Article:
• ssh -A you@remote
      • ssh-add -l
  • Don’t use shared accounts
    • Especially root
  • Be able to revoke access quickly
    • Time yourself. Go.
  • We use Amazon OpsWorks to help us achieve these goals
    • Chef+AWS, with some neat tricks: simple autoscaling, application deployment, and SSH user management

Logging

  • “Logs are your lifeline”
  • When you get into a high pressure security investigation, you start with your logs
  • Capture all authentication events, privilege, escalations, and state changes.
    • From your Os and all running applications
  • Make sure you can trust your logs
    • Remember – they’re your lifeline
  • Have a retention policy
    • We keep 30 days “hot”, 90 days “cold”
  • Logging – ELK
    • We use ELK for hot log searching
    • Kibana creates logs and lets you monitor your application in real time

Deployment

  • Keep unencrypted secrets out of code
    • Otherwise, a MongoLab exploit becomes your exploit
  • Don’t keep old code around
  • Make deployment and rollback easy
    • More good news: this is our job anyways
    • When dealing with a security issue, the last thing we need a “hard last step” in order to get the fix out
  • IAM
    • Don’t use your root account, ever.
      • Set a long password and lock it away
  • Set a strong password policy and require MFA
  • Don’t create API keys where API access isn’t needed
    • Same goes for a console password
  • Use Managed Policies
    • To make management easier
  • Use Roles to gran taccess to other systems
    • No need to deploy keys, auto-rotates
  • IAM Policy Pro Tips
    • Don’t use explicit DENY policies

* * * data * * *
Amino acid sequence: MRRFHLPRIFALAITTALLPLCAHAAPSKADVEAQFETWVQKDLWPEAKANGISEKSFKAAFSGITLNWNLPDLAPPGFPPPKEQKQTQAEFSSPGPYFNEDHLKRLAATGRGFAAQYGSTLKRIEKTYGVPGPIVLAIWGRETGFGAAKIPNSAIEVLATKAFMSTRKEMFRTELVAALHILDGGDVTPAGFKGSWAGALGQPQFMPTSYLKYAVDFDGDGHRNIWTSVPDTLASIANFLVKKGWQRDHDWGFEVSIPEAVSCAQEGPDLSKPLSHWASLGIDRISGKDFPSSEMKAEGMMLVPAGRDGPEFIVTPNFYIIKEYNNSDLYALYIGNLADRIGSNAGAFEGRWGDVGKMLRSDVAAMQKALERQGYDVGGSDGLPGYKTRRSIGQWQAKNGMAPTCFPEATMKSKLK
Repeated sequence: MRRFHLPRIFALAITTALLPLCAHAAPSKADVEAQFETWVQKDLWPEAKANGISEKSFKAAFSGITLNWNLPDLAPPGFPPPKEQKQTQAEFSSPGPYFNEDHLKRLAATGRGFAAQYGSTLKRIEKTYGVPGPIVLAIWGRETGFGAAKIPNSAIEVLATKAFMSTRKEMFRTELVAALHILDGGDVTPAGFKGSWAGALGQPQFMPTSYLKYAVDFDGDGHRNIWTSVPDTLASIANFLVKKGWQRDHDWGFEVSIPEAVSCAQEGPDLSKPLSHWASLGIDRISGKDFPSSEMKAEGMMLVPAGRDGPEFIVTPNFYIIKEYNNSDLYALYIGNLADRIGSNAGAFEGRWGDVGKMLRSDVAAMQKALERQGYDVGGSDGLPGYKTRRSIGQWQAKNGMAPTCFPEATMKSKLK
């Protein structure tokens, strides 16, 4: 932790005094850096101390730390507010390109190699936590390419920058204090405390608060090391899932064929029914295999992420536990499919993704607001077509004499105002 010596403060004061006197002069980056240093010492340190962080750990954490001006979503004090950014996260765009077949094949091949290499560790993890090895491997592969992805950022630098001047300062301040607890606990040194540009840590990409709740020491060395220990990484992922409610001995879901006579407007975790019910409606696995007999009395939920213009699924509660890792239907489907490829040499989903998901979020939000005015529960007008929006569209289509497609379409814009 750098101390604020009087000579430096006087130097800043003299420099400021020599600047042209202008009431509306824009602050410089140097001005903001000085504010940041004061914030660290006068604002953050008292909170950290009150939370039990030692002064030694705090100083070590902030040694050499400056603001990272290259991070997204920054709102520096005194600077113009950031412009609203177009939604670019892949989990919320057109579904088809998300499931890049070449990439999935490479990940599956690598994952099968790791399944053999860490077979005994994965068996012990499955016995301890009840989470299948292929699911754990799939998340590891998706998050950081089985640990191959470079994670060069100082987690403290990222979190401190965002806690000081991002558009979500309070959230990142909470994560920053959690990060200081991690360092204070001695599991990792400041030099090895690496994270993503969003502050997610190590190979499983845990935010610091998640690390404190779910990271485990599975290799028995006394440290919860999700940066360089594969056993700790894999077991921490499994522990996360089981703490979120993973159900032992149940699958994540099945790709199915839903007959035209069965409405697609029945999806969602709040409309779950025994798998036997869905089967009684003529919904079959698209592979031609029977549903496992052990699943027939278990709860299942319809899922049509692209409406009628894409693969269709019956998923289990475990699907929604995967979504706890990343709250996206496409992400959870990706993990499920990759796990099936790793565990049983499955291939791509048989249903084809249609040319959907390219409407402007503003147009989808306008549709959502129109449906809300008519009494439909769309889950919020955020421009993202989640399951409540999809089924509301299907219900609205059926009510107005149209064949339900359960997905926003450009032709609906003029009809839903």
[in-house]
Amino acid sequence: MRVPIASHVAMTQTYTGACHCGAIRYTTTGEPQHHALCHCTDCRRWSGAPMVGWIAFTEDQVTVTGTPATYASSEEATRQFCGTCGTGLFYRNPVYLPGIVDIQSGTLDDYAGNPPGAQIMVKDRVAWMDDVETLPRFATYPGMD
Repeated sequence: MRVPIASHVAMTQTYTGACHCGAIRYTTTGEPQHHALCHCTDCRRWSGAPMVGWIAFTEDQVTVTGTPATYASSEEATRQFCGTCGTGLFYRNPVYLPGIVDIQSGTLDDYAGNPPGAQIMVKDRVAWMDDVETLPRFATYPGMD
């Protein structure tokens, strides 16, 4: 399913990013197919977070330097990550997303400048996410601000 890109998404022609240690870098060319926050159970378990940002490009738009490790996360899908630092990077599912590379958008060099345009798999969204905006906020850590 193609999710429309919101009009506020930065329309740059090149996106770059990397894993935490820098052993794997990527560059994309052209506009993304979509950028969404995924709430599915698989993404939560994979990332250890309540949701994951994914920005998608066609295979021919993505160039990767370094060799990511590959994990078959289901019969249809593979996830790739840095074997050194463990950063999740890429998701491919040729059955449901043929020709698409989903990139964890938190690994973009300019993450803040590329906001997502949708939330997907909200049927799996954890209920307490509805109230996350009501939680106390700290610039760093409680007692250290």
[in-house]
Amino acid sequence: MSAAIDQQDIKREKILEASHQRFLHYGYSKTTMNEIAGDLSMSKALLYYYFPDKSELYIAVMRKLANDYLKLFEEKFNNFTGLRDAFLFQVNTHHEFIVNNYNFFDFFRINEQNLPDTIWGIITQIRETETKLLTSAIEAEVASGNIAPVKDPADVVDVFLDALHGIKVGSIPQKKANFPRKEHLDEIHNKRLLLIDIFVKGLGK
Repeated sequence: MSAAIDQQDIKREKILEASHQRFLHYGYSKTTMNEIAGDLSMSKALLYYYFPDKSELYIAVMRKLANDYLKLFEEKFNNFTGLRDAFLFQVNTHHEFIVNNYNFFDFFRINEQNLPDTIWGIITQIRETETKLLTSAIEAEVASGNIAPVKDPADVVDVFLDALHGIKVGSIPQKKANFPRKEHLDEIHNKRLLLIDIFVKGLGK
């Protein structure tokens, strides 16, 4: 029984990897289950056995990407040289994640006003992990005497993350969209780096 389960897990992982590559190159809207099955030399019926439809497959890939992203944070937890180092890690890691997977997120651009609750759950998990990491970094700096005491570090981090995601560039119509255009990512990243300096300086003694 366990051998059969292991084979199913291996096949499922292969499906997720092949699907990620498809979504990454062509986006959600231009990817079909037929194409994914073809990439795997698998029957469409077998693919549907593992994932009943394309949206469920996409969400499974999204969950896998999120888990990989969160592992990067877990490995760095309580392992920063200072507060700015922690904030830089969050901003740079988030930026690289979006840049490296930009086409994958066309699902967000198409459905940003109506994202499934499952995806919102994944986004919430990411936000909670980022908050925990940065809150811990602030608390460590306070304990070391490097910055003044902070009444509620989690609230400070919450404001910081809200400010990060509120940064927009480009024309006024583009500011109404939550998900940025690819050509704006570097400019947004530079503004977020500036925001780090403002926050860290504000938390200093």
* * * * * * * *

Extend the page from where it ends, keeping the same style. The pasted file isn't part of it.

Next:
• Keep in mind that everything is denied by default
    • Don’t assume your custom policy is correct just because it saves – the interface only confirms the JSON is valid
    • Use the policy simulator
  • Know Thy Enemy
    • People are out there scanning for AWS keys – treat your private key like a private SSH key

Bonus Tips

  • Set up a security page
  • Sign up for the US-CERT email list, and the security notification list for your OS
  • Other resources
    • OWASP – owasp.org
    • SecLists.org
    • Common Weakness Enumeration – cwe.mitre.org

Conclusion

  • What else should we be doing to keep our work secure? [Picture of C3PO in a field full of flowers]

Setting up custom short domains in Bit.ly

What is a URL shortener?

A URL shortener is a service which takes a long URL and creates a much shorter URL which then forwards you to the original URL when loaded. For example, the URL http://bit.ly/18lZ8Ns, if clicked on, will redirect your browser to http://en.wikipedia.org/wiki/Cheetah instead.

Short URLs and the services that offer their creation have grown quite popular in recent years, as microblogging services such as Twitter limit you to 140 characters or less per message. In fact, some services such as Twitter offer their own URL shorteners built into the service for the benefit of their users.

The most popular of the URL shorteners is Bitly, so this post will be about setting up a custom short domain with Bitly.